The Tragedy of Acting Like You've Been There Before | Syracusefan.com

The Tragedy of Acting Like You've Been There Before

Charco

Walk On
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Nov 25, 2013
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Going forward, let’s not worry about looking “small time” or not “acting like we’ve been there before.” Who cares how others perceive us? And if you DO care, then just know that being all self-conscious and worried about how you look to someone else is probably the least flattering attribute you can have.

Here’s a thought experiment: What if we stormed the court after EVERY win? After Duke, Notre Dame, Cornell, Marathon Oil. Whoever. I’m not suggesting we do that, but I’d be fine with it. And so would every recruit who ever looked at Syracuse. They’d say, “They party after EVERY win. It’s crazy! I want to play here.” And eventually that would just be our thing. And if we had a really big win, it would just be even more intense.

We’d get made fun of by UConn, Georgetown, and Duke fans. But you have to understand that’s 99.9% motivated by jealousy. It’s why late-night monologues make fun of celebrities, not handicapped people.

Again, I’m not saying that’s a good idea. I’m saying the strength of a fanbase should be measured by how much they don’t give a shi* about what others think about them. In individuals this trait is called high self-esteem.

When other fans say, “I can’t believe they printed a t-shirt for [whatever]! We would never do that.” I say, “Yup. And you won’t get 35,000 at a game either. Obviously we have two very different fanbases, so it probably doesn’t serve you well to compare them.” Hell, we can print t-shirts that only appeal to a niche market within the fanbase, because it’s so large. Our baseline level of fan excitement and interaction dwarfs 98% of other programs. I don’t own any of the t-shirts people have issues with, but you know what t-shirt I would love? One that they print up at half-time of a game that says, “6-point lead at halftime.” Celebrate everything. I don’t care, I think it’s great.

I don’t understand why on earth we’d ever want to suppress excitement for this team, this program, and this school – regardless of the form it comes in. I don’t see anything noble about playing it cool. “B-b-b-b-but what if Uconn makes fun of us?” so what? Your response to them should be, “Huh? Oh sorry, I wasn’t paying attention to what you were saying. I was admiring this new beer koozie I bought commemorating that sweet dunk.”

Act like you’ve been there before? That’s what the crowd did last night. Sat on their hands and waited to be impressed. That’s no way to go through a basketball game. Or to go through life, for that matter. Appreciate everything. Over-respond to everything. Whether it’s an SU-win or your wife making you dinner. I promise things are much more enjoyable that way.

So don’t act like you’ve been there before. Because the fact of the matter is, you haven’t been in this moment before. And there’s no guarantees it will ever be this good again.
 

cliftonparksufan

Iggy Award Czar/Co 2020-21 Iggy Award Winner PPG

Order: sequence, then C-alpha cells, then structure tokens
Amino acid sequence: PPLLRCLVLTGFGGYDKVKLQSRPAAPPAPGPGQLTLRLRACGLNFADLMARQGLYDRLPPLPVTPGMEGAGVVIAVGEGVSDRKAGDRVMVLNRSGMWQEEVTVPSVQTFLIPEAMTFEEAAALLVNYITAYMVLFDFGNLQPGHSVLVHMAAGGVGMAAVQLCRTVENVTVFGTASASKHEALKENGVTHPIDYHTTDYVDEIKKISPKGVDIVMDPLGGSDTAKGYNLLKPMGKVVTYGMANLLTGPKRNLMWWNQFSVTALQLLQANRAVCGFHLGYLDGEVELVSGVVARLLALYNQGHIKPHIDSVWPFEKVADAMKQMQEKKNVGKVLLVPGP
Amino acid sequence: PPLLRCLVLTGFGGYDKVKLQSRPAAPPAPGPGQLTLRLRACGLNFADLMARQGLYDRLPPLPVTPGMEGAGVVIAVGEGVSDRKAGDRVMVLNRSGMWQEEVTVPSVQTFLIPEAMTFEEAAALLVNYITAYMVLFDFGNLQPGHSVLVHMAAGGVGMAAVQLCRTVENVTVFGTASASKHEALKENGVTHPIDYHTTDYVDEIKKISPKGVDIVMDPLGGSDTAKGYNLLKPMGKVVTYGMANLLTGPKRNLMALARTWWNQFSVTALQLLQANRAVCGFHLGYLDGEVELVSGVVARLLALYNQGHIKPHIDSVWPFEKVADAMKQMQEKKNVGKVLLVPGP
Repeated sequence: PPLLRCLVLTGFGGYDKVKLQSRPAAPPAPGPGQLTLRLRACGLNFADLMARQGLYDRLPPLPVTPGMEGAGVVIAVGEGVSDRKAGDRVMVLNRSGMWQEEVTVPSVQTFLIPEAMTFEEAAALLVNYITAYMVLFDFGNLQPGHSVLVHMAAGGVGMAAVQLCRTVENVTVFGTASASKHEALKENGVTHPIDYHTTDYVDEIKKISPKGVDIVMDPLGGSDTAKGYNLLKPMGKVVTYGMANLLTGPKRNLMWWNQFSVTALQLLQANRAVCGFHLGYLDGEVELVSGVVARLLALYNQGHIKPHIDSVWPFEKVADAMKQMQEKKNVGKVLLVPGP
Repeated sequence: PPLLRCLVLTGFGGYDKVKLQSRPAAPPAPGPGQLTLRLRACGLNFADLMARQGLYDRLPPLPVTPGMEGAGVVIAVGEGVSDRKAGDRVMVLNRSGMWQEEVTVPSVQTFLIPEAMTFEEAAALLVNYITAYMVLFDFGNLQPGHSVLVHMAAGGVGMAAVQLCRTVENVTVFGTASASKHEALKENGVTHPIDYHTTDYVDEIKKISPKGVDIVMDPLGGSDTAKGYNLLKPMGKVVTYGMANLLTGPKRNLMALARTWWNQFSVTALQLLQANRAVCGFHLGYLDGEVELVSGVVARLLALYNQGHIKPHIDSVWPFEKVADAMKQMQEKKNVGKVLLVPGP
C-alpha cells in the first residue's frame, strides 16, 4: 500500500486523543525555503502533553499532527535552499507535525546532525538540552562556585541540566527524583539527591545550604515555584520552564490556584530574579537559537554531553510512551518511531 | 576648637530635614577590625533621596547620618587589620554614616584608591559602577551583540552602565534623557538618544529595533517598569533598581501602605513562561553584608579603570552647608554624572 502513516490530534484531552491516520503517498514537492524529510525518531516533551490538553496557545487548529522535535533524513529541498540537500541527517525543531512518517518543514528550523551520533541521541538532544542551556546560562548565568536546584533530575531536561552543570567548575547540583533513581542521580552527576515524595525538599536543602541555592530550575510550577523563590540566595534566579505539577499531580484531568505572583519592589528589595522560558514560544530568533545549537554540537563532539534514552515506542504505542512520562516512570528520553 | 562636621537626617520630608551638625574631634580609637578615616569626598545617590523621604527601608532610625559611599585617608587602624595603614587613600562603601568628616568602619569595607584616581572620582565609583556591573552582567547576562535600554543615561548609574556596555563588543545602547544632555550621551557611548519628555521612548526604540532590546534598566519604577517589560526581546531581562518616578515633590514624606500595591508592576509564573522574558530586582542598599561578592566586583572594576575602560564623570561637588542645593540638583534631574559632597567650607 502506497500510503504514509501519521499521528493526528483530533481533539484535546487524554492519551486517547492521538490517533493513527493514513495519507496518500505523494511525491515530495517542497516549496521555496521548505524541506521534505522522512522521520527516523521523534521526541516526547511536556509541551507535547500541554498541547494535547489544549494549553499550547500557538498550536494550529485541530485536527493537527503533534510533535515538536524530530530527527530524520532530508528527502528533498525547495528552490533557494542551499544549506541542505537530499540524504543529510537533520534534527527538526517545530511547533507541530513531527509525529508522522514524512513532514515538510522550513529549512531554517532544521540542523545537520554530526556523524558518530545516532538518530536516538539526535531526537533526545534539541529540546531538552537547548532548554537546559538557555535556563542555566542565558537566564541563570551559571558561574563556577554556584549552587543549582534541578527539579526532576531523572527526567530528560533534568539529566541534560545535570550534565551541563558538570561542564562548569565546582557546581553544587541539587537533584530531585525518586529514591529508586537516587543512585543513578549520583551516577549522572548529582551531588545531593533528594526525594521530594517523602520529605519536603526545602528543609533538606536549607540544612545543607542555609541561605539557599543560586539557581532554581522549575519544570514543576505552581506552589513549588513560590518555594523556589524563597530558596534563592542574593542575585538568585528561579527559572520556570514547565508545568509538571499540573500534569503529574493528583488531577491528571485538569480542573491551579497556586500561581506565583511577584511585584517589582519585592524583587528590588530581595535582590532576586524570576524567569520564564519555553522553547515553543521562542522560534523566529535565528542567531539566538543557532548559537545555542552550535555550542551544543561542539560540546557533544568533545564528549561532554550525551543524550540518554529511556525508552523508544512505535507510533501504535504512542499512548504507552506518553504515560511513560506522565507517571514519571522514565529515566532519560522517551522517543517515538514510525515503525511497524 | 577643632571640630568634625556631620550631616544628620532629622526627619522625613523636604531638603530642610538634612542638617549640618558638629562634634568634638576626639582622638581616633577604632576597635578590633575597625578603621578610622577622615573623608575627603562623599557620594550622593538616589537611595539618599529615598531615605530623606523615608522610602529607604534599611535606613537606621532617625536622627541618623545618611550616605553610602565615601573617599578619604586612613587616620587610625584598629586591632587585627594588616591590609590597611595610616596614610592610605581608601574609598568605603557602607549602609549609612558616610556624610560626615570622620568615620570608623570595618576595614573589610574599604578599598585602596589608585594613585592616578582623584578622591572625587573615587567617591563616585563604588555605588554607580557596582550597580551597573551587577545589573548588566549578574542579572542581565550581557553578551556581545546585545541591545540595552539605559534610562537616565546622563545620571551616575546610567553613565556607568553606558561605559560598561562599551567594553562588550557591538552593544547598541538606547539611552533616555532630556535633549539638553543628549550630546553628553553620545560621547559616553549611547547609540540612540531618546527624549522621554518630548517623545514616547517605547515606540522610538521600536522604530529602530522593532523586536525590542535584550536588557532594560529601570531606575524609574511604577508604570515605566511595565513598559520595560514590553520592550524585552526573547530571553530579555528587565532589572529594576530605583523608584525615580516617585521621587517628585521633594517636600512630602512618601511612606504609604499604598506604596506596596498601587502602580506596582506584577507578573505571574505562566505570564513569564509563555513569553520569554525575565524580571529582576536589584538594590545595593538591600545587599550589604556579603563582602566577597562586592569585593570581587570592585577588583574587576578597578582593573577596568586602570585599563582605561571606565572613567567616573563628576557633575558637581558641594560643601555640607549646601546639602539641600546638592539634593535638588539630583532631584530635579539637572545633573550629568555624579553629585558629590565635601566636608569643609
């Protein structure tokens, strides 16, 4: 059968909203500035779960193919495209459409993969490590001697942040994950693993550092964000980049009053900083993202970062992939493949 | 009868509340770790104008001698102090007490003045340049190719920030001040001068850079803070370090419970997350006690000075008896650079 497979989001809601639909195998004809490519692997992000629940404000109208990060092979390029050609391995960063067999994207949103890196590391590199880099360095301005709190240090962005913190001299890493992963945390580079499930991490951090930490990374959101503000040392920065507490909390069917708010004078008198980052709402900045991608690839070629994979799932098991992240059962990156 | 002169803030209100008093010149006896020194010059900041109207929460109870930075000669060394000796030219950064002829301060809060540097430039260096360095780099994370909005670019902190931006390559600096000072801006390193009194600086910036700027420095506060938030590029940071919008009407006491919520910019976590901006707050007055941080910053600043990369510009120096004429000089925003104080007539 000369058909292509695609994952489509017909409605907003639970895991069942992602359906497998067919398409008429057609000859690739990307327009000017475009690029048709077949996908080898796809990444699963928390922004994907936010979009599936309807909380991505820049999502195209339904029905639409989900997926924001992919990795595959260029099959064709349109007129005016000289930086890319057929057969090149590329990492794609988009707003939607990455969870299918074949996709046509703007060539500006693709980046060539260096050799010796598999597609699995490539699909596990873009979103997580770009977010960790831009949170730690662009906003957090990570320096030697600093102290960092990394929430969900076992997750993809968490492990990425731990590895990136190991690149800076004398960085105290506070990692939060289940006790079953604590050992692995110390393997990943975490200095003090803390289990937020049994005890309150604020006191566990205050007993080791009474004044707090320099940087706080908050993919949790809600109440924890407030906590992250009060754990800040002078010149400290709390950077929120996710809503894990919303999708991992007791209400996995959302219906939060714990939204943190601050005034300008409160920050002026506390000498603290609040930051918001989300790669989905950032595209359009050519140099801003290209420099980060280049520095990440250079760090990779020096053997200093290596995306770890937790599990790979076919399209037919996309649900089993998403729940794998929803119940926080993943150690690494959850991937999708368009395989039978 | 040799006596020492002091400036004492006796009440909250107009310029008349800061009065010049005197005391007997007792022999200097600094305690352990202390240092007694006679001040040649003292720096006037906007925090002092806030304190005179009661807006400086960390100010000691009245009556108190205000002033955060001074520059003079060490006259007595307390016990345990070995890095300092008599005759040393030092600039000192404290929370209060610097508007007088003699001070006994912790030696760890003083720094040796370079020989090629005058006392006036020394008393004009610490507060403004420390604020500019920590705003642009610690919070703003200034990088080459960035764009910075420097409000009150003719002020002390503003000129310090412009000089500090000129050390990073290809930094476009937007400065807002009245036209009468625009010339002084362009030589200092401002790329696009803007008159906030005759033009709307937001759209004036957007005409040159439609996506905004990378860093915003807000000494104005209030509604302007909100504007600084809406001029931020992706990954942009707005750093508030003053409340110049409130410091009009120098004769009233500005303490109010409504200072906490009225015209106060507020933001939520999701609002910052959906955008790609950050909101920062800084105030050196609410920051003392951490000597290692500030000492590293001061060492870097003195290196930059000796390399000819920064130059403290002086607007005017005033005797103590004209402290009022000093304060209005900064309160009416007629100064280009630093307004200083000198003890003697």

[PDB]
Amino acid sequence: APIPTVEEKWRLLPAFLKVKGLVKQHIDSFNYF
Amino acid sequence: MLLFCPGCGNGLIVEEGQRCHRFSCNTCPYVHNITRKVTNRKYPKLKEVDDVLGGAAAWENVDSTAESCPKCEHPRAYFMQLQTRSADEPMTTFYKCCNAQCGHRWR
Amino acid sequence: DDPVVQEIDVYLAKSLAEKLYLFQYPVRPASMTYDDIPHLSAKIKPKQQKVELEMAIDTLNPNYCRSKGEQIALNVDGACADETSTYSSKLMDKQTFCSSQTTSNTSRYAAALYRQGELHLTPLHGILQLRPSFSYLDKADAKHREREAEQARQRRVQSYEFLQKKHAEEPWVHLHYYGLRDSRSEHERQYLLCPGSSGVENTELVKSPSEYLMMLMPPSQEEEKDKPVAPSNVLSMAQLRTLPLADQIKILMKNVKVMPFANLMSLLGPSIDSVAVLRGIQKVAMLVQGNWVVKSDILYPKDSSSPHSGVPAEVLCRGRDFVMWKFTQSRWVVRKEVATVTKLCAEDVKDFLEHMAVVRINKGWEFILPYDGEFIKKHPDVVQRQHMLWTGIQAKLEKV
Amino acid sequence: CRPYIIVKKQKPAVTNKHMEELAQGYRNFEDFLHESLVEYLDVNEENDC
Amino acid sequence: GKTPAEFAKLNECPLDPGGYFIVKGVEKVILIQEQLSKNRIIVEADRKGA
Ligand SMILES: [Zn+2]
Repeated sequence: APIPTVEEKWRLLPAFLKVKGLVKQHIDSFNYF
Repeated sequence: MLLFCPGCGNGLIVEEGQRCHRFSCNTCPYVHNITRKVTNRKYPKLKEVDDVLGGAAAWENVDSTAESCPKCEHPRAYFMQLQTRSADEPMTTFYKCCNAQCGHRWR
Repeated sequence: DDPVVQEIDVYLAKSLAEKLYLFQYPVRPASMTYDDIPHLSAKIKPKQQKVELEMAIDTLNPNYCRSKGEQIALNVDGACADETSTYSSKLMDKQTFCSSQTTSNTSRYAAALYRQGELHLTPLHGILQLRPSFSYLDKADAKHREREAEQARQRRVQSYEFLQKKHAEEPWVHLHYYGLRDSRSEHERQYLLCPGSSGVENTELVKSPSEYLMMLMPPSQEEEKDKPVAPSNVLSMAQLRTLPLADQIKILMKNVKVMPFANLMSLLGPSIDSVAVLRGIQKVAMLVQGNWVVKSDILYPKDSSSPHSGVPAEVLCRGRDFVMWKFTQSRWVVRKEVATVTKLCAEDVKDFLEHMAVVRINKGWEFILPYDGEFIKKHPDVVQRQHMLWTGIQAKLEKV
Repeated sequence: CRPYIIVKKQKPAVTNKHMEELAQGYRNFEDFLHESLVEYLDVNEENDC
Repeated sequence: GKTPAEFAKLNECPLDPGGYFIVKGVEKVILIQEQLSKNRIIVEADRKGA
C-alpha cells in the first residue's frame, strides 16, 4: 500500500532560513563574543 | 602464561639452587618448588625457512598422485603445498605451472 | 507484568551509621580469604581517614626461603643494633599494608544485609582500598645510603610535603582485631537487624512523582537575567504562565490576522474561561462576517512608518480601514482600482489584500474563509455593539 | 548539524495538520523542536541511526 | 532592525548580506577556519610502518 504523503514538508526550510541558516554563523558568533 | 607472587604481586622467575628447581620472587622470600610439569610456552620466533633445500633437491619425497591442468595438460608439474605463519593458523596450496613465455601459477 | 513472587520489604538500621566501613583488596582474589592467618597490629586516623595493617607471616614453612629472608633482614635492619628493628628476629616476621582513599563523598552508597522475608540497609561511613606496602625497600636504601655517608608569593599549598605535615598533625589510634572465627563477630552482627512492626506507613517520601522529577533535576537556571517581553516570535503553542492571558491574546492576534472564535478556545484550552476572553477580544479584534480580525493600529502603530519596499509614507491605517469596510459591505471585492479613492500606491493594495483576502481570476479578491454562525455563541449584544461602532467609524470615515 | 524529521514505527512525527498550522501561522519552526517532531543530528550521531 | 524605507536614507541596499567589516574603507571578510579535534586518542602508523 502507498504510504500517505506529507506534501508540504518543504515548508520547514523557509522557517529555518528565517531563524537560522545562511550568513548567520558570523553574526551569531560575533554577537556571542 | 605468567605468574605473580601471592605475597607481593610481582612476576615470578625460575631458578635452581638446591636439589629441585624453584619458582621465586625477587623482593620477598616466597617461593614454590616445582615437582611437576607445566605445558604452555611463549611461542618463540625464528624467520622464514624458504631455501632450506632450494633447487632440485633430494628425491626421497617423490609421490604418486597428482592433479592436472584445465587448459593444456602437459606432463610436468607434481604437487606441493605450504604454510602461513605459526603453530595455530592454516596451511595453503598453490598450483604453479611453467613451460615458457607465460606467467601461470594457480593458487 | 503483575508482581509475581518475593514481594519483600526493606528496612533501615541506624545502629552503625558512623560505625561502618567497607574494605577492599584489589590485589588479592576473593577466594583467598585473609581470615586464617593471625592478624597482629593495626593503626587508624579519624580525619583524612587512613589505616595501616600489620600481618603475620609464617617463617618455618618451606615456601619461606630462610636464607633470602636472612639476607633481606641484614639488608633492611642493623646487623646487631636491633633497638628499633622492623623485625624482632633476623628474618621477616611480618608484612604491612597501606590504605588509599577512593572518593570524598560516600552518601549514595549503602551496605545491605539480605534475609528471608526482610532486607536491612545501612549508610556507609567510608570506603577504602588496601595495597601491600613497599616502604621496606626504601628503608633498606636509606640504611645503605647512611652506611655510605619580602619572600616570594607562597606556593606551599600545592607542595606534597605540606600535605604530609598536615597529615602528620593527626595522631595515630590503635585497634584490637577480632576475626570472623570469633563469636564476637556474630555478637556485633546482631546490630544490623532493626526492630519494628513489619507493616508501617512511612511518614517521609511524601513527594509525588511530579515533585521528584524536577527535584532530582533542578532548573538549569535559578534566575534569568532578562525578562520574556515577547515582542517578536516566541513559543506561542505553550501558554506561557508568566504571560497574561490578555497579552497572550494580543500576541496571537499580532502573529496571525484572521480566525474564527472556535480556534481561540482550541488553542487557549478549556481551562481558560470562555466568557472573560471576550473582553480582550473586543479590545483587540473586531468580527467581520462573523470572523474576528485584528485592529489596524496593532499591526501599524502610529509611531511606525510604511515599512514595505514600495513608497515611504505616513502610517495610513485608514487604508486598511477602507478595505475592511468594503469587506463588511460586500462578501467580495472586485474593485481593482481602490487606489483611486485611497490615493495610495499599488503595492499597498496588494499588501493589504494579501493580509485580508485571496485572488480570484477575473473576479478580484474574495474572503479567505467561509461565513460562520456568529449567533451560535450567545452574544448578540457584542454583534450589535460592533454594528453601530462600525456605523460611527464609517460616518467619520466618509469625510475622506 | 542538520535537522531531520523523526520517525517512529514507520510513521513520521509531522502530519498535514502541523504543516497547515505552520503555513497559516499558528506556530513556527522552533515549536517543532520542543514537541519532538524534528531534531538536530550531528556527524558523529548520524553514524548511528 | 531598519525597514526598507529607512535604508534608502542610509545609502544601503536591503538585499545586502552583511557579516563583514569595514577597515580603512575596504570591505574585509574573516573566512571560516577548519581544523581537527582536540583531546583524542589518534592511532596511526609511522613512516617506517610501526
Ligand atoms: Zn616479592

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th
 

SyracuseTD

Walk On
Joined
Dec 30, 2013
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94
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Going forward, let’s not worry about looking “small time” or not “acting like we’ve been there before.” Who cares how others perceive us? And if you DO care, then just know that being all self-conscious and worried about how you look to someone else is probably the least flattering attribute you can have.

Here’s a thought experiment: What if we stormed the court after EVERY win? After Duke, Notre Dame, Cornell, Marathon Oil. Whoever. I’m not suggesting we do that, but I’d be fine with it. And so would every recruit who ever looked at Syracuse. They’d say, “They party after EVERY win. It’s crazy! I want to play here.” And eventually that would just be our thing. And if we had a really big win, it would just be even more intense.

We’d get made fun of by UConn, Georgetown, and Duke fans. But you have to understand that’s 99.9% motivated by jealousy. It’s why late-night monologues make fun of celebrities, not handicapped people.

Again, I’m not saying that’s a good idea. I’m saying the strength of a fanbase should be measured by how much they don’t give a shi* about what others think about them. In individuals this trait is called high self-esteem.

When other fans say, “I can’t believe they printed a t-shirt for [whatever]! We would never do that.” I say, “Yup. And you won’t get 35,000 at a game either. Obviously we have two very different fanbases, so it probably doesn’t serve you well to compare them.” Hell, we can print t-shirts that only appeal to a niche market within the fanbase, because it’s so large. Our baseline level of fan excitement and interaction dwarfs 98% of other programs. I don’t own any of the t-shirts people have issues with, but you know what t-shirt I would love? One that they print up at half-time of a game that says, “6-point lead at halftime.” Celebrate everything. I don’t care, I think it’s great.

I don’t understand why on earth we’d ever want to suppress excitement for this team, this program, and this school – regardless of the form it comes in. I don’t see anything noble about playing it cool. “B-b-b-b-but what if Uconn makes fun of us?” so what? Your response to them should be, “Huh? Oh sorry, I wasn’t paying attention to what you were saying. I was admiring this new beer koozie I bought commemorating that sweet dunk.”